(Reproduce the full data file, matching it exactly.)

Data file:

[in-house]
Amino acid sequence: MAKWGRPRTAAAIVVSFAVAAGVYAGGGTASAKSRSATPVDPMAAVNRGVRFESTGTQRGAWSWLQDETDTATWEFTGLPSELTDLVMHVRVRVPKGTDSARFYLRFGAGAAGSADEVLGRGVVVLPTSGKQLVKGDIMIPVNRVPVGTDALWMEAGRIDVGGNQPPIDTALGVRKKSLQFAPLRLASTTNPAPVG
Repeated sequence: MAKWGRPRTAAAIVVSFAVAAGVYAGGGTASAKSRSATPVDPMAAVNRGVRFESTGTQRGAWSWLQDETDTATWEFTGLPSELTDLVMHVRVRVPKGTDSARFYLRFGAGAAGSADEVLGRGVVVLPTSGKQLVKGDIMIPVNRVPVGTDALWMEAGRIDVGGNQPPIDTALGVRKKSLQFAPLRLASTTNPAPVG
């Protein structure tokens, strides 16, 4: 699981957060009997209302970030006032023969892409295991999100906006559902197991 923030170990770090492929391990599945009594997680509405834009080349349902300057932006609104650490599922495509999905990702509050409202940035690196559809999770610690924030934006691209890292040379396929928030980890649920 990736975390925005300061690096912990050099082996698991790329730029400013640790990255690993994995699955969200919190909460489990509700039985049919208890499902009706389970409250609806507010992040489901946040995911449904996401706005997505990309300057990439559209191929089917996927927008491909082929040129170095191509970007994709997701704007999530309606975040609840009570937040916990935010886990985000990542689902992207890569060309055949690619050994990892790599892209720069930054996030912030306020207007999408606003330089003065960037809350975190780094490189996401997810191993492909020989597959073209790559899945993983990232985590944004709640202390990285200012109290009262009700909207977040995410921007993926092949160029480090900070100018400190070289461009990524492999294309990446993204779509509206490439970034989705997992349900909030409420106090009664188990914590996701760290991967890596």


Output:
[in-house]
Amino acid sequence: MAKWGRPRTAAAIVVSFAVAAGVYAGGGTASAKSRSATPVDPMAAVNRGVRFESTGTQRGAWSWLQDETDTATWEFTGLPSELTDLVMHVRVRVPKGTDSARFYLRFGAGAAGSADEVLGRGVVVLPTSGKQLVKGDIMIPVNRVPVGTDALWMEAGRIDVGGNQPPIDTALGVRKKSLQFAPLRLASTTNPAPVG
Repeated sequence: MAKWGRPRTAAAIVVSFAVAAGVYAGGGTASAKSRSATPVDPMAAVNRGVRFESTGTQRGAWSWLQDETDTATWEFTGLPSELTDLVMHVRVRVPKGTDSARFYLRFGAGAAGSADEVLGRGVVVLPTSGKQLVKGDIMIPVNRVPVGTDALWMEAGRIDVGGNQPPIDTALGVRKKSLQFAPLRLASTTNPAPVG
């Protein structure tokens, strides 16, 4: 699981957060009997209302970030006032023969892409295991999100906006559902197991 923030170990770090492929391990599945009594997680509405834009080349349902300057932006609104650490599922495509999905990702509050409202940035690196559809999770610690924030934006691209890292040379396929928030980890649920 990736975390925005300061690096912990050099082996698991790329730029400013640790990255690993994995699955969200919190909460489990509700039985049919208890499902009706389970409250609806507010992040489901946040995911449904996401706005997505990309300057990439559209191929089917996927927008491909082929040129170095191509970007994709997701704007999530309606975040609840009570937040916990935010886990985000990542689902992207890569060309055949690619050994990892790599892209720069930054996030912030306020207007999408606003330089003065960037809350975190780094490189996401997810191993492909020989597959073209790559899945993983990232985590944004709640202390990285200012109290009262009700909207977040995410921007993926092949160029480090900070100018400190070289461009990524492999294309990446993204779509509206490439970034989705997992349900909030409420106090009664188990914590996701760290991967890596």